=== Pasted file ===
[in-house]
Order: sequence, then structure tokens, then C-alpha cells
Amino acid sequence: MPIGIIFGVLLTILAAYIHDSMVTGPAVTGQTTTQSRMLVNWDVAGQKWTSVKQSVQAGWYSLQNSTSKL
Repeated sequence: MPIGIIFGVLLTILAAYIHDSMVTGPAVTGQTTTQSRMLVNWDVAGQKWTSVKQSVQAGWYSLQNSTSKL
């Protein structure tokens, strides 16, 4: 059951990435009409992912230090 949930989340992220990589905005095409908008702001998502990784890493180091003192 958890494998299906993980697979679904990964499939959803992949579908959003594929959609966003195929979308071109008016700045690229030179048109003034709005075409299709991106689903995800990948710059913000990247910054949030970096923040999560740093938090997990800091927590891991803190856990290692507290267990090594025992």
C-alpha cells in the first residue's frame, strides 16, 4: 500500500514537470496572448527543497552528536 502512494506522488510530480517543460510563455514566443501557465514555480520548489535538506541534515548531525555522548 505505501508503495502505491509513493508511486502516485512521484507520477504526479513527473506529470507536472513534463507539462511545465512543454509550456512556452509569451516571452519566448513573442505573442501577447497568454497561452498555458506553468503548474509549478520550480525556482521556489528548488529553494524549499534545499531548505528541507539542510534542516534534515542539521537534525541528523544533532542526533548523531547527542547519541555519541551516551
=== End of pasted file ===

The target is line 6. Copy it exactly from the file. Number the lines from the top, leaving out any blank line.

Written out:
C-alpha cells in the first residue's frame, strides 16, 4: 500500500514537470496572448527543497552528536 502512494506522488510530480517543460510563455514566443501557465514555480520548489535538506541534515548531525555522548 505505501508503495502505491509513493508511486502516485512521484507520477504526479513527473506529470507536472513534463507539462511545465512543454509550456512556452509569451516571452519566448513573442505573442501577447497568454497561452498555458506553468503548474509549478520550480525556482521556489528548488529553494524549499534545499531548505528541507539542510534542516534534515542539521537534525541528523544533532542526533548523531547527542547519541555519541551516551